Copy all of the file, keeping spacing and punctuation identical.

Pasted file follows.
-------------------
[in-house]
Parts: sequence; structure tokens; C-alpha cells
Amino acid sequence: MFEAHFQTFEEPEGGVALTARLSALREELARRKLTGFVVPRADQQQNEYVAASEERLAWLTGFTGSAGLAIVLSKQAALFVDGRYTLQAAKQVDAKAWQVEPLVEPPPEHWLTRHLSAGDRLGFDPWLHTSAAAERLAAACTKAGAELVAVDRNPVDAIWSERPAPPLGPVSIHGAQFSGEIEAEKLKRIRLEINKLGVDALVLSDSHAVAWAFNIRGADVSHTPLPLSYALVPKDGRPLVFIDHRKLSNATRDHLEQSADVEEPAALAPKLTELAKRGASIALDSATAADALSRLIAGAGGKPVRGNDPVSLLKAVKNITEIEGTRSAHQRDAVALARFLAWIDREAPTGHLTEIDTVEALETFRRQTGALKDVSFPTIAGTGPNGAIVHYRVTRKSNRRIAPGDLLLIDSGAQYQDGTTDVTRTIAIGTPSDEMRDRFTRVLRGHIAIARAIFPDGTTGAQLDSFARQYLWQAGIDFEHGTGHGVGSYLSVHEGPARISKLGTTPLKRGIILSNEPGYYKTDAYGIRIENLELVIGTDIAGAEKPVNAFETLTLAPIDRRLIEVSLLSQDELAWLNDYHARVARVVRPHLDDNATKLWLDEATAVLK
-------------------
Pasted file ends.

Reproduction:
[in-house]
Parts: sequence; structure tokens; C-alpha cells
Amino acid sequence: MFEAHFQTFEEPEGGVALTARLSALREELARRKLTGFVVPRADQQQNEYVAASEERLAWLTGFTGSAGLAIVLSKQAALFVDGRYTLQAAKQVDAKAWQVEPLVEPPPEHWLTRHLSAGDRLGFDPWLHTSAAAERLAAACTKAGAELVAVDRNPVDAIWSERPAPPLGPVSIHGAQFSGEIEAEKLKRIRLEINKLGVDALVLSDSHAVAWAFNIRGADVSHTPLPLSYALVPKDGRPLVFIDHRKLSNATRDHLEQSADVEEPAALAPKLTELAKRGASIALDSATAADALSRLIAGAGGKPVRGNDPVSLLKAVKNITEIEGTRSAHQRDAVALARFLAWIDREAPTGHLTEIDTVEALETFRRQTGALKDVSFPTIAGTGPNGAIVHYRVTRKSNRRIAPGDLLLIDSGAQYQDGTTDVTRTIAIGTPSDEMRDRFTRVLRGHIAIARAIFPDGTTGAQLDSFARQYLWQAGIDFEHGTGHGVGSYLSVHEGPARISKLGTTPLKRGIILSNEPGYYKTDAYGIRIENLELVIGTDIAGAEKPVNAFETLTLAPIDRRLIEVSLLSQDELAWLNDYHARVARVVRPHLDDNATKLWLDEATAVLK